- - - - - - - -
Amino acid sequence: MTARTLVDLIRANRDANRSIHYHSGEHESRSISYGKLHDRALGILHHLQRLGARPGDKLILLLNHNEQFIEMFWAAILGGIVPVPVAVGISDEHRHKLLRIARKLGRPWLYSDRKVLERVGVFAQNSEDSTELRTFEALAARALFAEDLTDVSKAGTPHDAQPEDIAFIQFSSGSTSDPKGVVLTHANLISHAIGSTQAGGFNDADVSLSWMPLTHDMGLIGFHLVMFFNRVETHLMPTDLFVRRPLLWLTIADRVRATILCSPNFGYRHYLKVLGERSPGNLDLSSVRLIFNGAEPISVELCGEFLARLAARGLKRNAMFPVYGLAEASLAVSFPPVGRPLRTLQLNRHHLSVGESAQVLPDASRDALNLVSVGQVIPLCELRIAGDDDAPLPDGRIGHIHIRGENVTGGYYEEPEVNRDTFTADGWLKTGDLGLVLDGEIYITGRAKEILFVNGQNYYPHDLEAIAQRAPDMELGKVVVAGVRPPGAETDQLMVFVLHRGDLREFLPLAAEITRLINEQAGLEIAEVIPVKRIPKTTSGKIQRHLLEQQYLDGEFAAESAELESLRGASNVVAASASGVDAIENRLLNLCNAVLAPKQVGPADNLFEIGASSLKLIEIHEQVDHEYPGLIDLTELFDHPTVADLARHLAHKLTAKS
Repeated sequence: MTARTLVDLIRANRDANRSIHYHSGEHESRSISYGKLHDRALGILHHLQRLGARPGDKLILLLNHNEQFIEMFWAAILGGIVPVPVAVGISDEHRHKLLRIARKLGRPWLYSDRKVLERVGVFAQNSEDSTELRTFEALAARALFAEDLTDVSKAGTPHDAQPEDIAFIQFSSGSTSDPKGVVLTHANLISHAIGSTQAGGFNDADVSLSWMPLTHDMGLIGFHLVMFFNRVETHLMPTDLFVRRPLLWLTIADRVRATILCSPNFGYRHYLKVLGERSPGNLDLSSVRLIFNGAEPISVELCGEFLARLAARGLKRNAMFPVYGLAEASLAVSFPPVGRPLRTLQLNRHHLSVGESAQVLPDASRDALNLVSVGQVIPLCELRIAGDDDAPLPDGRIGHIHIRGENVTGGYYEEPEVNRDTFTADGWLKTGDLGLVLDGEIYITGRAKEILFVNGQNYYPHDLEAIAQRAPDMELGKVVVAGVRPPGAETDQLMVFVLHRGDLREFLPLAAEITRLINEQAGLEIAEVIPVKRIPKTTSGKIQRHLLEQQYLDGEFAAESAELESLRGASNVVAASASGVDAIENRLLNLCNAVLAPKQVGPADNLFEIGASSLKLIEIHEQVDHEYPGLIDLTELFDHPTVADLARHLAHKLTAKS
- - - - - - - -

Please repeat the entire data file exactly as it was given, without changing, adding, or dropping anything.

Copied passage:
Amino acid sequence: MTARTLVDLIRANRDANRSIHYHSGEHESRSISYGKLHDRALGILHHLQRLGARPGDKLILLLNHNEQFIEMFWAAILGGIVPVPVAVGISDEHRHKLLRIARKLGRPWLYSDRKVLERVGVFAQNSEDSTELRTFEALAARALFAEDLTDVSKAGTPHDAQPEDIAFIQFSSGSTSDPKGVVLTHANLISHAIGSTQAGGFNDADVSLSWMPLTHDMGLIGFHLVMFFNRVETHLMPTDLFVRRPLLWLTIADRVRATILCSPNFGYRHYLKVLGERSPGNLDLSSVRLIFNGAEPISVELCGEFLARLAARGLKRNAMFPVYGLAEASLAVSFPPVGRPLRTLQLNRHHLSVGESAQVLPDASRDALNLVSVGQVIPLCELRIAGDDDAPLPDGRIGHIHIRGENVTGGYYEEPEVNRDTFTADGWLKTGDLGLVLDGEIYITGRAKEILFVNGQNYYPHDLEAIAQRAPDMELGKVVVAGVRPPGAETDQLMVFVLHRGDLREFLPLAAEITRLINEQAGLEIAEVIPVKRIPKTTSGKIQRHLLEQQYLDGEFAAESAELESLRGASNVVAASASGVDAIENRLLNLCNAVLAPKQVGPADNLFEIGASSLKLIEIHEQVDHEYPGLIDLTELFDHPTVADLARHLAHKLTAKS
Repeated sequence: MTARTLVDLIRANRDANRSIHYHSGEHESRSISYGKLHDRALGILHHLQRLGARPGDKLILLLNHNEQFIEMFWAAILGGIVPVPVAVGISDEHRHKLLRIARKLGRPWLYSDRKVLERVGVFAQNSEDSTELRTFEALAARALFAEDLTDVSKAGTPHDAQPEDIAFIQFSSGSTSDPKGVVLTHANLISHAIGSTQAGGFNDADVSLSWMPLTHDMGLIGFHLVMFFNRVETHLMPTDLFVRRPLLWLTIADRVRATILCSPNFGYRHYLKVLGERSPGNLDLSSVRLIFNGAEPISVELCGEFLARLAARGLKRNAMFPVYGLAEASLAVSFPPVGRPLRTLQLNRHHLSVGESAQVLPDASRDALNLVSVGQVIPLCELRIAGDDDAPLPDGRIGHIHIRGENVTGGYYEEPEVNRDTFTADGWLKTGDLGLVLDGEIYITGRAKEILFVNGQNYYPHDLEAIAQRAPDMELGKVVVAGVRPPGAETDQLMVFVLHRGDLREFLPLAAEITRLINEQAGLEIAEVIPVKRIPKTTSGKIQRHLLEQQYLDGEFAAESAELESLRGASNVVAASASGVDAIENRLLNLCNAVLAPKQVGPADNLFEIGASSLKLIEIHEQVDHEYPGLIDLTELFDHPTVADLARHLAHKLTAKS